Too often, consumers misunderstand "sell" the labels on their perishable foods. Last year, the food business association started encouraging companies to reformulate "expiration dates" in clearer ways, those who would not propose to throw-in-this-out immediately, but rather the date of best use.
Now the Food and Drug Administration has issued a public letter to the food industry and joined the "best if used city" as the industry standard for dated packaging. (It breaks with the GMA at the point of the more declarative "use of", saying that it does not address this term for the time being "for safety reasons.") The FDA encourages the industry not only to change its policies but to push for consumer education when its food Really Pampered And How To Recognize It To Avoid Food Waste:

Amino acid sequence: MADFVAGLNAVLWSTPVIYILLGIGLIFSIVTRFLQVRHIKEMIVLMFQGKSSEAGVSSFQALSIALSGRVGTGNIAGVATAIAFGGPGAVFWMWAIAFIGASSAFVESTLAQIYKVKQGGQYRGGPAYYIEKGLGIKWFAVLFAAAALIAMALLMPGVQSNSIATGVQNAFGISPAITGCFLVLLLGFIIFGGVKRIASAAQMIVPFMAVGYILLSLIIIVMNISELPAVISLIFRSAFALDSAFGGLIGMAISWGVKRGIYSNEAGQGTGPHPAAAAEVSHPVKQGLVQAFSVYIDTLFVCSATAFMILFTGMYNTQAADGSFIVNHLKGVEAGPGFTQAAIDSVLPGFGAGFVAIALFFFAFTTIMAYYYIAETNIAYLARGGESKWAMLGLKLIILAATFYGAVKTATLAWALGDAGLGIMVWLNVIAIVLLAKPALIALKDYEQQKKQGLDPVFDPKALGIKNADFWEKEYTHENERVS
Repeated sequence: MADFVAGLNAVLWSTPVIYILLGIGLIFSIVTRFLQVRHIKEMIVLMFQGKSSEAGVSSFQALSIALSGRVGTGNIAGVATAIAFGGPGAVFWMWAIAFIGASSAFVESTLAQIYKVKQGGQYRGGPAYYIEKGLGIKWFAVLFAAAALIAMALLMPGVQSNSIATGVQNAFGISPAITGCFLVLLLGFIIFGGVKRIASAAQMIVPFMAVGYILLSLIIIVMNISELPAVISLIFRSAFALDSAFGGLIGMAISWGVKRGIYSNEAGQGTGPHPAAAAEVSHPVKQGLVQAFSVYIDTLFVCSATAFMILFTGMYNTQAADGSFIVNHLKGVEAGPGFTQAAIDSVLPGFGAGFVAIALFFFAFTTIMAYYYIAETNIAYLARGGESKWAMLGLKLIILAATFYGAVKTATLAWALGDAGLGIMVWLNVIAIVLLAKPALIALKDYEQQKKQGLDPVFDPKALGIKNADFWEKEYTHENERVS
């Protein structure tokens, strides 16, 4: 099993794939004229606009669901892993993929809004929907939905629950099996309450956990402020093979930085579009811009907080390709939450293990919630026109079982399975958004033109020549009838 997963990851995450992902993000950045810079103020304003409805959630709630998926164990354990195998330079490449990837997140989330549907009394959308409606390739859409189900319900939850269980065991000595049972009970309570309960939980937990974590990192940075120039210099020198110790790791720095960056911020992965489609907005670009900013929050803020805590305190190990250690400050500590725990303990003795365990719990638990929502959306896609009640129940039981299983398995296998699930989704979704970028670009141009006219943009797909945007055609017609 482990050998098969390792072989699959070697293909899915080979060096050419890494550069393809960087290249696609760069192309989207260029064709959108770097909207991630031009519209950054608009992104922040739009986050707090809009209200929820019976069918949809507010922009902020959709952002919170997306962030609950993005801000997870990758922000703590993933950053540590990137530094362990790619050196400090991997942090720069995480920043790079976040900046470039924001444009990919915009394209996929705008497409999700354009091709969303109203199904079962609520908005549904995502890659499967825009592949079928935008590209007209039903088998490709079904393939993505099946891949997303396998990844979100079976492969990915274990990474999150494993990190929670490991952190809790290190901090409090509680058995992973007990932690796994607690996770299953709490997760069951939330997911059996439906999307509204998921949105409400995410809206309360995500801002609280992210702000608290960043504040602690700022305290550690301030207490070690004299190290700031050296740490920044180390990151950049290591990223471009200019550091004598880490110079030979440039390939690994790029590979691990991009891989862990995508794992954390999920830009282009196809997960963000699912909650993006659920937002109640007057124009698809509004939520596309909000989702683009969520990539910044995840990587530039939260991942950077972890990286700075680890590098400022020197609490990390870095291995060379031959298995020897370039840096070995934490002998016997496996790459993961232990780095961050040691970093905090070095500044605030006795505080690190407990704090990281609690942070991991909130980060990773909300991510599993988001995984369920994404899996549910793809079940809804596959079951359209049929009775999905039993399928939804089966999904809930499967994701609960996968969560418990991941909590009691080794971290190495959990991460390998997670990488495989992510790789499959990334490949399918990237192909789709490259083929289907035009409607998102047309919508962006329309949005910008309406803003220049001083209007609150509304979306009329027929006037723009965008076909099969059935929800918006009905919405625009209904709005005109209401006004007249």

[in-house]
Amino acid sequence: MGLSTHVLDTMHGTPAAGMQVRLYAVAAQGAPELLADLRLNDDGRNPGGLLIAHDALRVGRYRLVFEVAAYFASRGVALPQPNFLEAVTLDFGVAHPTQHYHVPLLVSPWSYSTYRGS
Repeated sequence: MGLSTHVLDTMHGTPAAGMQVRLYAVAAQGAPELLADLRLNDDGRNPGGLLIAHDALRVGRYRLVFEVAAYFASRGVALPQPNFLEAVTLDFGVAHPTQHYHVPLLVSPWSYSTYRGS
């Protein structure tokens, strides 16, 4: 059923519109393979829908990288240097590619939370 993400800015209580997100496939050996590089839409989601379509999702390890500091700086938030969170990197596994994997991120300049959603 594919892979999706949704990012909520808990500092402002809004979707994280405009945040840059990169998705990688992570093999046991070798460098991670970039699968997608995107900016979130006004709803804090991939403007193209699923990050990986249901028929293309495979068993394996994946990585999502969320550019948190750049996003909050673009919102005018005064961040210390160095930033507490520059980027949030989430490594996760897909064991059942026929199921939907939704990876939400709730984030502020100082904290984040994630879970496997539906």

US Department of Agriculture (USDAs) The Economic Research Service estimates that 30 percent of the food is lost or wasted in the store and consumer level. This means that Americans throw out about $ 133 billion of food worth $ 161 billion each year.
While people understandably get nervous about the food, especially when it comes to foods that can cause potential health hazards, the FDA's guidelines are really just telling the public what has been true all the time. For many foods, the "sell for" date is hardly a final line and it is up to the consumer to recognize when the food is still good or not. Canned foods, for example, contain best-by-dates but they never go out.
The FDA also notes in the letter that a survey conducted last year found that "88% of those surveyed said the streamlined product date labels were ready for them and 85% said the streamlined product labels were useful." Getting through such a small change, it is difficult to see any disadvantages for manufacturers who have "best if used by" as a universal standard going forward.